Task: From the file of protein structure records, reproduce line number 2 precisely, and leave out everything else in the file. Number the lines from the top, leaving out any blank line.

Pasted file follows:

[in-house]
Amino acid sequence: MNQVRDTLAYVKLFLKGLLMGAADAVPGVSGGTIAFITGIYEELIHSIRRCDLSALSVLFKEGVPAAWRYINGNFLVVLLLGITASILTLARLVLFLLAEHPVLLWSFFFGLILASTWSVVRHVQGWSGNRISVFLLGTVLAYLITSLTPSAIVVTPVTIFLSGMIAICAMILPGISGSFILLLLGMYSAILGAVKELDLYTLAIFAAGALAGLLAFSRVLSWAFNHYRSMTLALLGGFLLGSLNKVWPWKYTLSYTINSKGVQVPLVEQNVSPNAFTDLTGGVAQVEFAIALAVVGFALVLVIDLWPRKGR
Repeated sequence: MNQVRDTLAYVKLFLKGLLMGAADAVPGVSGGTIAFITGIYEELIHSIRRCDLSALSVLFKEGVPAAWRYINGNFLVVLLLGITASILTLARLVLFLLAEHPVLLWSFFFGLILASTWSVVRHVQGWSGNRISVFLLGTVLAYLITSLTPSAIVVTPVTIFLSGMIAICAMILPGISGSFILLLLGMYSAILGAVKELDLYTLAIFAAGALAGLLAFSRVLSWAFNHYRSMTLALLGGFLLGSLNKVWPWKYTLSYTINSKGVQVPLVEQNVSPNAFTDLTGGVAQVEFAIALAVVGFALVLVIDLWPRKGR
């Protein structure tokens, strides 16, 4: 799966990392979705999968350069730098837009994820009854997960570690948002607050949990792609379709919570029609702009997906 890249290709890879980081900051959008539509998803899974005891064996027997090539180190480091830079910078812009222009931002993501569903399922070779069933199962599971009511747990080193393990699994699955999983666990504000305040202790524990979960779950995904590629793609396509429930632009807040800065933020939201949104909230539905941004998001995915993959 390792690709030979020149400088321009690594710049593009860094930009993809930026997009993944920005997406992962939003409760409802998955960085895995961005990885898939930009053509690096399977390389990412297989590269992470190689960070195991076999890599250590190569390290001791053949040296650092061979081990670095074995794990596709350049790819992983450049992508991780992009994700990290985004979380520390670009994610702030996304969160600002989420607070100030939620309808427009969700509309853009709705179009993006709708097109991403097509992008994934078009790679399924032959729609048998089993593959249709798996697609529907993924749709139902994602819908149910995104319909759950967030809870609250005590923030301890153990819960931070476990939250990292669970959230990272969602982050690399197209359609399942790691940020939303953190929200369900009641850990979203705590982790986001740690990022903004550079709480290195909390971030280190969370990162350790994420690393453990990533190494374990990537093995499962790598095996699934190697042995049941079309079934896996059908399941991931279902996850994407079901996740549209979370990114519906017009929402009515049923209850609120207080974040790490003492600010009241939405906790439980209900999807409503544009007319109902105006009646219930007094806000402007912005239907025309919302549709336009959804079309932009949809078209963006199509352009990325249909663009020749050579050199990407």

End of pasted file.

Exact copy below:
Amino acid sequence: MNQVRDTLAYVKLFLKGLLMGAADAVPGVSGGTIAFITGIYEELIHSIRRCDLSALSVLFKEGVPAAWRYINGNFLVVLLLGITASILTLARLVLFLLAEHPVLLWSFFFGLILASTWSVVRHVQGWSGNRISVFLLGTVLAYLITSLTPSAIVVTPVTIFLSGMIAICAMILPGISGSFILLLLGMYSAILGAVKELDLYTLAIFAAGALAGLLAFSRVLSWAFNHYRSMTLALLGGFLLGSLNKVWPWKYTLSYTINSKGVQVPLVEQNVSPNAFTDLTGGVAQVEFAIALAVVGFALVLVIDLWPRKGR